After a very helpful comment (from a good, wise and experienced friend) that I needed to change things around and not assume that people will stick with it right to the end, here is the final version, with, I hope, more 'punch'.
The story of the transfiguration of Jesus stands out as being unlike the stories of Jesus’ teaching, or healings, or the call of the disciples - it’s not a story we can easily try to imagine or relate to. Perhaps the best approach is just to listen to the story itself, because listening to a story carefully is sometimes the only way to begin to understand it - and the more strange the story is at first hearing the more carefully we need to read it.
But before we look again at the story, I’d like us to think about the difference that this story makes to us: why is this story important?
Sometimes in our church life we can be like Peter – we get caught up in concerns about structures and buildings, we can only think about how to keep things as they are. Keeping going, keeping the show on the road, wanting change to stop so we can feel safe. This is all a natural reaction, but it is not a reaction of trusting faith.
The eyes of faith see the amazing glory of God in the face of Jesus Christ – they catch a glimpse of what God is doing, how the grace and power and love of God has flooded into the world in Jesus Christ. In the transfigured face of Jesus we see that God’s love for us is real and that God’s love reaches out to touch and to change. This can be scary, but I think we have to be ready to see what God is doing and to risk being part of it.
It's a very understandable and human reaction that Peter has: build a shelter, keep the world safe, do it right. And I think for many people in the church, the church is the bit of life they really desperately want to be stable and secure and in good order. But the gospel tells us that faith is about transfiguration - and that's frightening. So how can we read this story?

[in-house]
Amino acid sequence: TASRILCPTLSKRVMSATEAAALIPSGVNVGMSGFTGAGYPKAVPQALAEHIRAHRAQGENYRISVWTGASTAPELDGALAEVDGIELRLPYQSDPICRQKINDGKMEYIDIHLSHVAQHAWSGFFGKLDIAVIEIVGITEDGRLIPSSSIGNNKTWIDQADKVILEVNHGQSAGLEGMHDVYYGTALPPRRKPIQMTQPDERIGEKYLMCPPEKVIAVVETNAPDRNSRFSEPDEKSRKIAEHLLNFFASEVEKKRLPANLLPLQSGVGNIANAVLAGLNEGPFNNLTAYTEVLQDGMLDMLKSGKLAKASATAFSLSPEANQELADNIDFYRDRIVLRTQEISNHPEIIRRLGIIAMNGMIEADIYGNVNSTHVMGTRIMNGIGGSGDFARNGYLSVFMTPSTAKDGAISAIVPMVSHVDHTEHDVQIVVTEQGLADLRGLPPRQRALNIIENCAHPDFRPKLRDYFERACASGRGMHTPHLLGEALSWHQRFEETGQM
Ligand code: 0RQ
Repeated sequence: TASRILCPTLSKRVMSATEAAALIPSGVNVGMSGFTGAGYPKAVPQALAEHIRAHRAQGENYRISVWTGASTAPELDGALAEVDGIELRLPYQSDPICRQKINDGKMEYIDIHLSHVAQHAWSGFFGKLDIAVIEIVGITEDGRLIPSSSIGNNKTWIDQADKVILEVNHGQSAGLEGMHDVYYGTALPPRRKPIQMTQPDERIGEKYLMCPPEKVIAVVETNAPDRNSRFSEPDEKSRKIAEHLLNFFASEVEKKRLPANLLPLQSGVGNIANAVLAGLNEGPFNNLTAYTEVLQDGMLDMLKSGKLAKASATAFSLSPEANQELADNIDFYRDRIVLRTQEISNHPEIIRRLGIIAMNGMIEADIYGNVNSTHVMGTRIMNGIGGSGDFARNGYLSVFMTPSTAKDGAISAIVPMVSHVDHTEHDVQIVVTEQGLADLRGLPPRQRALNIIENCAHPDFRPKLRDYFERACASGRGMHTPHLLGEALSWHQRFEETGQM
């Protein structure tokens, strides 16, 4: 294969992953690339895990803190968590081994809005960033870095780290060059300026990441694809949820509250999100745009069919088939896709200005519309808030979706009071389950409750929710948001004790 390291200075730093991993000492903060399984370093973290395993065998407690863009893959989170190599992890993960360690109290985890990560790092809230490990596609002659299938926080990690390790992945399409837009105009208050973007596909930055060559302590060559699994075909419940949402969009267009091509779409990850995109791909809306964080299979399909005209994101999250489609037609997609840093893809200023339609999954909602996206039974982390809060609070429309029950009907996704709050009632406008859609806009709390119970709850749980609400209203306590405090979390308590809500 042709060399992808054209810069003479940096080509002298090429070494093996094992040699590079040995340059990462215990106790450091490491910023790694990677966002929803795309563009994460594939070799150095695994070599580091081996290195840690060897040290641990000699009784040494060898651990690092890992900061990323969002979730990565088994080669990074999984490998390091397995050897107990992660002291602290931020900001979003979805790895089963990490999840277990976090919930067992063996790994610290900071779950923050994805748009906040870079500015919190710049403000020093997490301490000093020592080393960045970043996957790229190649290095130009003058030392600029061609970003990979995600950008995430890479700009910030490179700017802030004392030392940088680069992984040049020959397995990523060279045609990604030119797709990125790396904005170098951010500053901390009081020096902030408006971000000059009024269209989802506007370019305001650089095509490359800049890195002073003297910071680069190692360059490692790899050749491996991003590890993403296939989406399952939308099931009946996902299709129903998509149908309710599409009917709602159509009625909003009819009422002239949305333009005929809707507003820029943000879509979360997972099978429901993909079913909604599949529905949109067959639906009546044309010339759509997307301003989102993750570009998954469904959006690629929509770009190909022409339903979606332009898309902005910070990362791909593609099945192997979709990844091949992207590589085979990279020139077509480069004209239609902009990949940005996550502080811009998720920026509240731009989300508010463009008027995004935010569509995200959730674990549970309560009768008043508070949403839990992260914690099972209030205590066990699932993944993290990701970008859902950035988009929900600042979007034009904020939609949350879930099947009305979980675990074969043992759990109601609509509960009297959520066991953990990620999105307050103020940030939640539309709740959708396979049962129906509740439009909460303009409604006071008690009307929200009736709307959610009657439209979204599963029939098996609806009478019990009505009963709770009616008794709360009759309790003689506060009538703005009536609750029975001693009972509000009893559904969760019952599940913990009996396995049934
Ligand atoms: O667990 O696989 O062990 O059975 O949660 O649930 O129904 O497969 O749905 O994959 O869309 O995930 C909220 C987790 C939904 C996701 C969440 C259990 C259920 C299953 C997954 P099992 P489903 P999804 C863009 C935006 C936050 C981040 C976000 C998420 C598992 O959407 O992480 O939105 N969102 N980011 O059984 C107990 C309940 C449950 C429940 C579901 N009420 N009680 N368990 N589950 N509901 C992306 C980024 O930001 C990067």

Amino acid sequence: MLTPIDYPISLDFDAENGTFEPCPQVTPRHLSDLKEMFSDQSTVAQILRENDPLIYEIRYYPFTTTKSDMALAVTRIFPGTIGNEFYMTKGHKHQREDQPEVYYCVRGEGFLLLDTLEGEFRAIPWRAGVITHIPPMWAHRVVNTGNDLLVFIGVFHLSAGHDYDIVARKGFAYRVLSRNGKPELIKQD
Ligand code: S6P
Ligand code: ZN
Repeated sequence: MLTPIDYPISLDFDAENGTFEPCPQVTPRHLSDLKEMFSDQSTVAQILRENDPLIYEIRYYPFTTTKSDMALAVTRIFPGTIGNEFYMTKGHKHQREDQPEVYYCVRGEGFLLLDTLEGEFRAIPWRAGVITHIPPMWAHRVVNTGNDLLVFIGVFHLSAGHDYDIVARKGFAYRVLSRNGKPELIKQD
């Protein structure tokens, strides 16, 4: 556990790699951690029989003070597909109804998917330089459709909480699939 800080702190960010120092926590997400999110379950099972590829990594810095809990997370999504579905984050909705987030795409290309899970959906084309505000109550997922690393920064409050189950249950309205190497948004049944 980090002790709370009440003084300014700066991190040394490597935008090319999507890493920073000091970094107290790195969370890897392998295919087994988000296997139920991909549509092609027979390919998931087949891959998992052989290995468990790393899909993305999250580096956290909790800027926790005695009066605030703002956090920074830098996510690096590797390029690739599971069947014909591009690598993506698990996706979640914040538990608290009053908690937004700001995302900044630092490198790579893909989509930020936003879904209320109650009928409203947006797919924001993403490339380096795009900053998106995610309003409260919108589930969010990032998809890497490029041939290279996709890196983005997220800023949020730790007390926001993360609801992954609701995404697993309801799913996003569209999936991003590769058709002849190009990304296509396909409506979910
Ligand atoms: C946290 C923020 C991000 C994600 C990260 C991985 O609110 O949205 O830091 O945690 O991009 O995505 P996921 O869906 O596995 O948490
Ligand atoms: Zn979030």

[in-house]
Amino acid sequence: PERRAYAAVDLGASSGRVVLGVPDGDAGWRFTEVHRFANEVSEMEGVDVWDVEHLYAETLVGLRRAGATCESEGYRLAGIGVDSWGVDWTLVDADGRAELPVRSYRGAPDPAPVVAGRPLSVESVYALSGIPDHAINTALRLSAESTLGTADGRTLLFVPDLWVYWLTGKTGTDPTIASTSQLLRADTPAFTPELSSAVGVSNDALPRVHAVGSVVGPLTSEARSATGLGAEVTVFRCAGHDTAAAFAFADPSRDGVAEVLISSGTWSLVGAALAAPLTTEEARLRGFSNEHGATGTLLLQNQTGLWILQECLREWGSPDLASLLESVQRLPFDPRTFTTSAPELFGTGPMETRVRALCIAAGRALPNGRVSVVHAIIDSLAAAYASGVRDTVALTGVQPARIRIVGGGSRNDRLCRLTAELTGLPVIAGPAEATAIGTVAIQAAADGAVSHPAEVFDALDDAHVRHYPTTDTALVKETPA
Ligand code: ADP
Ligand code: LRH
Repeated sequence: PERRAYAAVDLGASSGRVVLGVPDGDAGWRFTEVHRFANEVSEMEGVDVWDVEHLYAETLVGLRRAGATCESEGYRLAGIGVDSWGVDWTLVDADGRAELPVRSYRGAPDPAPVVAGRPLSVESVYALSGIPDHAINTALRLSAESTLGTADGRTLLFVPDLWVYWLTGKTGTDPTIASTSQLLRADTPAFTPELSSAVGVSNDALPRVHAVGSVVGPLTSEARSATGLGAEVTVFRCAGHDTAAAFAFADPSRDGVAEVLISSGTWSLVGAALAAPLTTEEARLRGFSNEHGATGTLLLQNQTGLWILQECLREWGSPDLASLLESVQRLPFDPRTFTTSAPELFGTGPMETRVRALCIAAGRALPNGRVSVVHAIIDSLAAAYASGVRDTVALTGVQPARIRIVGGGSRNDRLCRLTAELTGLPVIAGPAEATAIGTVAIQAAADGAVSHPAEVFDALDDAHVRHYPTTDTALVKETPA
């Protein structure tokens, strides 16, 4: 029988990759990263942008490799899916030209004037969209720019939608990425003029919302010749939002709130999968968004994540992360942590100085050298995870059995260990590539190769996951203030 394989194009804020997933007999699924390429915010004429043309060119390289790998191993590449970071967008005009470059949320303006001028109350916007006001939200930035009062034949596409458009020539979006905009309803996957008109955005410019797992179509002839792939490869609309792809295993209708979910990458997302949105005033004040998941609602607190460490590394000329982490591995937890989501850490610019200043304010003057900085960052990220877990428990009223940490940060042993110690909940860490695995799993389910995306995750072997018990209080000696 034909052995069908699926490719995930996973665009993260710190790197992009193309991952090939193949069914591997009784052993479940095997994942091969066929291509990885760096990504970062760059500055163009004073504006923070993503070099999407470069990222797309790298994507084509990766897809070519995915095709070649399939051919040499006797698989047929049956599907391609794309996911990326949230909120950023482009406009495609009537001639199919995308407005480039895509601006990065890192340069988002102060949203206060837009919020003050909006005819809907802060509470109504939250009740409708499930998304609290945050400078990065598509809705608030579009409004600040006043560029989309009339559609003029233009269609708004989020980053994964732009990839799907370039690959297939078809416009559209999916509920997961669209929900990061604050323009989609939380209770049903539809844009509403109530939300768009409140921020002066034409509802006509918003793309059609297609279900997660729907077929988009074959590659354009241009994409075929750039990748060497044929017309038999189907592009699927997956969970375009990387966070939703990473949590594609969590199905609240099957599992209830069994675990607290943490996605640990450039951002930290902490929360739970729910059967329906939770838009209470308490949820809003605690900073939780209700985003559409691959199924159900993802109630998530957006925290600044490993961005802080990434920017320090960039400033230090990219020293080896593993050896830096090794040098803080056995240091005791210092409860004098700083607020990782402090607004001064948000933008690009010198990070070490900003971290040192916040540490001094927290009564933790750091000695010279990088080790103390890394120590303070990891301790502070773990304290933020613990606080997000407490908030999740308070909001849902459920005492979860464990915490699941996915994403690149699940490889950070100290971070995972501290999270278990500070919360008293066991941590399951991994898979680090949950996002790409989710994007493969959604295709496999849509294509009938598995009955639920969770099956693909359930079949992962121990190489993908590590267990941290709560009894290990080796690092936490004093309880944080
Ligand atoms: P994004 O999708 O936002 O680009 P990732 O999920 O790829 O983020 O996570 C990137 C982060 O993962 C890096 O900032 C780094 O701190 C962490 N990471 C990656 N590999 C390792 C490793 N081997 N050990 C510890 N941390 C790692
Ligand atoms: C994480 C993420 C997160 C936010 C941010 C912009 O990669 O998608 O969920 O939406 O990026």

I’d like to suggest three possible ‘ways in’ to understanding this, or indeed any, gospel story. We can ask:
• Why does Luke tell us the story - what is it ‘doing’ in this part of the gospel?
• Who are the significant figures in the story, what do we know about them and their possible significance?
• Is this story like any other stories we know & if so what might they be trying to tell us all together?
Why does Luke tell us the story?
The part of the gospel we heard starts with ‘Now about 8 days after this...’.
It is one of those times in Luke’s gospel when he places one thing in relation to another - so to what is he relating the transfiguration?
8 days before there has been the question from Jesus ‘who do you say that I am?’ where Peter blurts out ‘you are the Messiah, the son of the living God’ And what happens just after the transfiguration? Jesus sets his face to go to Jerusalem - the story of Jesus’ life begins the downward turn towards the cross and suffering and death. The transfiguration stands between two concepts that could be seen to conflict: Jesus is God’s chosen one ... and Jesus is going to die a despicable death.